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Published In: Species Plantarum 1: 217. 1753. (1 May 1753) (Sp. Pl.) Name publication detailView in BotanicusView in Biodiversity Heritage Library
 

Project Name Data (Last Modified On 3/31/2019)
Acceptance : Accepted
Project Data     (Last Modified On 3/31/2019)
Status: Native

 

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13. Asclepias tuberosa L. ssp. interior Woodson (butterfly weed, chigger flower, pleurisy root)

A. tuberosa var. interior (Woodson) Shinners

A. tuberosa f. lutea (Clute) Steyerm.

Pl. 220 c–f; Map 927

Plants with clear latex and deep-set rhizomes. Stems 20–90 cm long, sometimes few-branched toward the tip, mostly erect or ascending, densely hairy, with numerous nodes. Leaves all or mostly alternate, sessile or nearly so. Leaf blades 2–10 cm long, 0.4–2.3 cm wide, linear to broadly lanceolate, the base usually deeply cordate and clasping the stem, the tip narrowed or tapered gradually to a sharp point, the margins usually somewhat revolute, the surfaces hairy, especially along the veins. Inflorescences 1 to several, terminal and in the upper leaf axils, sessile or short-stalked, with 6–25 flowers. Calyces reflexed, hairy on the outer (under) surface, the lobes 2–4 mm long, linear to elliptic-lanceolate. Corollas reflexed, glabrous, bright orangish yellow to reddish orange, the lobes 6–10 mm long, lanceolate to elliptic. Gynostegium appearing stalked (the column visible below the bases of the hoods), bright yellowish orange to reddish orange, the corona conspicuously longer than the tip of the anther/stigma head. Corona hoods 4.5–6.5 mm long, ascending, attached near their bases, lanceolate in outline, the tips rounded, the margins with a pair of short, triangular teeth or lobes below the middle, the bases not pouched. Horns attached below the middle of the hoods, extended to about the tips of the hoods and angled or somewhat curved inward over the anther/stigma head, linear, not flattened, tapered to a sharp point at the tip. Fruits 8–15 cm long, erect or ascending from ascending or deflexed stalks, narrowly lanceolate in outline, the surface minutely hairy. Seeds with the body 5–7 mm long, the margins narrowly winged, the terminal tuft of hairs white. 2n=22. May–September.

Scattered to common nearly throughout Missouri (eastern U.S. [mostly west of the Appalachian Mountains] and adjacent Canada west to South Dakota, Utah, and Arizona). Upland prairies, glades, savannas, and openings of mesic to dry upland forests; also pastures, roadsides, railroads, and open, disturbed areas.

Woodson (1954) concluded from his earlier morphometric studies that A. tuberosa could be classified into four more or less geographically distinct subspecies based on differences in leaf shapes, these tending to intergrade in distributional zones of overlap. The widespread eastern ssp. tuberosa and ssp. rolfsii (Britton) Woodson of the Gulf Coastal Plain are characterized by leaves tending to be widest above the middle. The ssp. terminalis Woodson of the southwestern United States and northern Mexico differs in having the leaf bases mostly rounded or truncate. Later, Woodson (1964) abandoned ssp. terminalis, placing all western populations into ssp. interior. Woodson (1964) also reexamined leaf variation along a 1,200-mile roadside transect and found that during a fourteen-year period between studies ssp. interior and ssp. tuberosa had expanded their zone of contact westward through the establishment of new populations along disturbed highway margins, with a resultant breakdown in differentiating characters in portions of the intervening area.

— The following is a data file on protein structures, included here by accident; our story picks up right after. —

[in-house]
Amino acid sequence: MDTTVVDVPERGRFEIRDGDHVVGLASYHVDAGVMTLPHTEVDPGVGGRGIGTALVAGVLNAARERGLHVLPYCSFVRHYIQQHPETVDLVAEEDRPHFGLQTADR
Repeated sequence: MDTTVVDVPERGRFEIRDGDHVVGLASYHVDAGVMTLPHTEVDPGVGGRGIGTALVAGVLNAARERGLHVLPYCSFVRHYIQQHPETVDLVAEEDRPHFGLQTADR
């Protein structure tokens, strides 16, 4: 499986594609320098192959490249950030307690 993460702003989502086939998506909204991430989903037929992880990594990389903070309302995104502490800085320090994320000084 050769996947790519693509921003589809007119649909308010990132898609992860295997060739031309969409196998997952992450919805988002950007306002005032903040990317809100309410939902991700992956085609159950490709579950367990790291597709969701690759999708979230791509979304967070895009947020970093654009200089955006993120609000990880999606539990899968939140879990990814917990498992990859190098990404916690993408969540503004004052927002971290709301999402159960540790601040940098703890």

Woodson (1962) also studied variation in flower color in the species. The yellow ground color present in all flowers is caused by the presence of carotenoid compounds, which are selectively masked by red pigmentation from anthocyanins. Woodson noted that populations in Missouri and adjacent states tend to have more reddish orange flowers, but that more distant plants in all directions tend to have progressively more yellow flowers, with redder flowers also present locally in some western portions of the range.

Butterfly weed is not weedy. The bright floral displays it provides along roadsides and in glades and prairies are among the showiest of Missouri wildflowers. It has become important enough horticulturally that cultivars are being bred commercially to accentuate particular flower colors and growth forms. It is an important plant in wildlife gardening, particularly in butterfly gardens. However, the deep-set fleshy rhizomes are easily damaged during transplantation, so plants for the garden should be grown from seeds or purchased from reputable nurseries.

 


 

 
 
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